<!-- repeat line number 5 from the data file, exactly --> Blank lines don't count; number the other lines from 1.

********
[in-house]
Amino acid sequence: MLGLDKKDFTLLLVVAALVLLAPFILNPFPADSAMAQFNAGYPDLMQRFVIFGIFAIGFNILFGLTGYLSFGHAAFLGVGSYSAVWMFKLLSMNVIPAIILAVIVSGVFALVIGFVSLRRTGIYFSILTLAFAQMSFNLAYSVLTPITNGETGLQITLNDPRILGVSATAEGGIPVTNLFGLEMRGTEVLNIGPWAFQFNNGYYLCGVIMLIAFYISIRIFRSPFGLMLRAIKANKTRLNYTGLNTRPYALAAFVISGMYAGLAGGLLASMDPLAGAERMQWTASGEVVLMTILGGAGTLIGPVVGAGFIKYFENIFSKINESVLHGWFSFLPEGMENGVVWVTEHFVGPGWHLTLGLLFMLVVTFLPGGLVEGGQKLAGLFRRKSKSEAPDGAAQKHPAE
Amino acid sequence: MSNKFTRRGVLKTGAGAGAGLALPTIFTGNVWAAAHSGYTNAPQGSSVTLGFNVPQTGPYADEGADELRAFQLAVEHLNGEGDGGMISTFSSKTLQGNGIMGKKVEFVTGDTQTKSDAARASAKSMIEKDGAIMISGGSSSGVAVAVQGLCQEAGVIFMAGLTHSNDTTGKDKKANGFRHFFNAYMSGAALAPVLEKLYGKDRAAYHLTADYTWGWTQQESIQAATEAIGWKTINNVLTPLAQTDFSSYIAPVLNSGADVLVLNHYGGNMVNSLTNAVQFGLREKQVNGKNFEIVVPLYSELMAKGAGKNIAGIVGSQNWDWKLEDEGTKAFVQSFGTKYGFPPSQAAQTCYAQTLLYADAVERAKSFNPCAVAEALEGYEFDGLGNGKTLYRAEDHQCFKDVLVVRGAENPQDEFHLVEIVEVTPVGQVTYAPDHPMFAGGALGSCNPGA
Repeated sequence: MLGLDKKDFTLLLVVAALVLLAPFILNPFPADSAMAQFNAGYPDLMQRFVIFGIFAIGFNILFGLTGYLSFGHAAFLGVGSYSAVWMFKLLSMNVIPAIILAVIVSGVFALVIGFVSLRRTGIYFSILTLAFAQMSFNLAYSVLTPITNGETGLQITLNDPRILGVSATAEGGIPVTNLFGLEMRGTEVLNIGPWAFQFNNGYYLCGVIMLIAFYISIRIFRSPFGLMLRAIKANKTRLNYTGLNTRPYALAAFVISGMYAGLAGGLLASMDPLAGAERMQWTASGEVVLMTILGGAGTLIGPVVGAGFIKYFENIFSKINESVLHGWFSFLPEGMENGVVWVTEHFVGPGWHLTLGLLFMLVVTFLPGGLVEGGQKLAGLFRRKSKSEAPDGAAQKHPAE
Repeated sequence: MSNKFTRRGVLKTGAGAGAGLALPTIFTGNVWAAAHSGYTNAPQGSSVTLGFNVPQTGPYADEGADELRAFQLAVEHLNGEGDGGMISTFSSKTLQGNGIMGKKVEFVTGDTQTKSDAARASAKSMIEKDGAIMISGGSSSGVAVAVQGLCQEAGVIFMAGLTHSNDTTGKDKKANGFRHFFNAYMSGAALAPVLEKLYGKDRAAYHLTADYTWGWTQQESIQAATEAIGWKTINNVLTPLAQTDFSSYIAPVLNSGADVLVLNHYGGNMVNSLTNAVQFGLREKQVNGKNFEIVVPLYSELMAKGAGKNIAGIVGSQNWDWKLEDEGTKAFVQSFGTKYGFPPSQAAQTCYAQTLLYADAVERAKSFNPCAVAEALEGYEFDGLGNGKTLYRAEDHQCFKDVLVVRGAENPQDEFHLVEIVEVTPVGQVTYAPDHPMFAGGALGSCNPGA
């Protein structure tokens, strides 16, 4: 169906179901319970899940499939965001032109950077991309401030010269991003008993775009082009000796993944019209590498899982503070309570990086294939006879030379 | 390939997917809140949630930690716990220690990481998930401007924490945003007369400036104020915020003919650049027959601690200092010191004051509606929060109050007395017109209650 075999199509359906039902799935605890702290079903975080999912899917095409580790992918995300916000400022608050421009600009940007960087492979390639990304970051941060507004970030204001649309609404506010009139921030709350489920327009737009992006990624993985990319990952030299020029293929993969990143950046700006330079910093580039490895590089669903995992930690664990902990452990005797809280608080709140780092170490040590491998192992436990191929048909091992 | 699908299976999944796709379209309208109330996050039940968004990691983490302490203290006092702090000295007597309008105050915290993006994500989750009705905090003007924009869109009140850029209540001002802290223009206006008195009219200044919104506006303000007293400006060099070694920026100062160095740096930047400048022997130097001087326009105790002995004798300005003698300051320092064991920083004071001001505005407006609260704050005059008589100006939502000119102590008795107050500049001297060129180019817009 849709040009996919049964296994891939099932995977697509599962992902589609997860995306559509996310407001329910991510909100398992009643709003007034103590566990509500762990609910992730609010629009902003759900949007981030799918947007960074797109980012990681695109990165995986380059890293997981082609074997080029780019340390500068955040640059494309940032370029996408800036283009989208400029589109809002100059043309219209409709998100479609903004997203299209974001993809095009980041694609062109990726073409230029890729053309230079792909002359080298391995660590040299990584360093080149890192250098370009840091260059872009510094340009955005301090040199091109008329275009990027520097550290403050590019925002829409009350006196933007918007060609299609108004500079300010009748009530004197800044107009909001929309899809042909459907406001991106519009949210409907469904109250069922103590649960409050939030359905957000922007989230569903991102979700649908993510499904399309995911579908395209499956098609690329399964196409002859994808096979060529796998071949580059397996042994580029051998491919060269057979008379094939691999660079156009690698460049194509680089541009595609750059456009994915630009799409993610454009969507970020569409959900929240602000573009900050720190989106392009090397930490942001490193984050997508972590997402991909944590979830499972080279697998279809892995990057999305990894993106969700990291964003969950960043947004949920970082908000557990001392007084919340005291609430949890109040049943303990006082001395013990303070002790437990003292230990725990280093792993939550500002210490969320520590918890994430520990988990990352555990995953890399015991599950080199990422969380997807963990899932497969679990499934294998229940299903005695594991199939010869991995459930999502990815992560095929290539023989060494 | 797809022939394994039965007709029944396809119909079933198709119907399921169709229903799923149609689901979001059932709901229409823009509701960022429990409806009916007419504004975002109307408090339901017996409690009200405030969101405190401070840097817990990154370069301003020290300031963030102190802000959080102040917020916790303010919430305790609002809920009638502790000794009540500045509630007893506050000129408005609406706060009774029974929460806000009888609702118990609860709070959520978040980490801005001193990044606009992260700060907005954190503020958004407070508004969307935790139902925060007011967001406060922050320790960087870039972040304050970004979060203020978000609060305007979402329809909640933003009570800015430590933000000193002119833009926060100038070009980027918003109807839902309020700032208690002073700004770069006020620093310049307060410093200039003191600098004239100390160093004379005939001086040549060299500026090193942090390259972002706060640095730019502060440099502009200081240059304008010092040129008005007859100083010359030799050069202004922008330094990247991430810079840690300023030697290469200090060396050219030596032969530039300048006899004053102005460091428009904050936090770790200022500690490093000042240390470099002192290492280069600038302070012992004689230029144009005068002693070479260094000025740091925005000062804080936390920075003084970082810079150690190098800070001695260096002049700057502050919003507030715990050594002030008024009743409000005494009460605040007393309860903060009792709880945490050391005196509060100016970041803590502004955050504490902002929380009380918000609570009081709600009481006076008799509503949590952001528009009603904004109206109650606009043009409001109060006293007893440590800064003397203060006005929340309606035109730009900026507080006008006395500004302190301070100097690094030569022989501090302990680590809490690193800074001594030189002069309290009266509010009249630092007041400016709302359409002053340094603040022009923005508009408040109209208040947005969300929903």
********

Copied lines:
Repeated sequence: MSNKFTRRGVLKTGAGAGAGLALPTIFTGNVWAAAHSGYTNAPQGSSVTLGFNVPQTGPYADEGADELRAFQLAVEHLNGEGDGGMISTFSSKTLQGNGIMGKKVEFVTGDTQTKSDAARASAKSMIEKDGAIMISGGSSSGVAVAVQGLCQEAGVIFMAGLTHSNDTTGKDKKANGFRHFFNAYMSGAALAPVLEKLYGKDRAAYHLTADYTWGWTQQESIQAATEAIGWKTINNVLTPLAQTDFSSYIAPVLNSGADVLVLNHYGGNMVNSLTNAVQFGLREKQVNGKNFEIVVPLYSELMAKGAGKNIAGIVGSQNWDWKLEDEGTKAFVQSFGTKYGFPPSQAAQTCYAQTLLYADAVERAKSFNPCAVAEALEGYEFDGLGNGKTLYRAEDHQCFKDVLVVRGAENPQDEFHLVEIVEVTPVGQVTYAPDHPMFAGGALGSCNPGA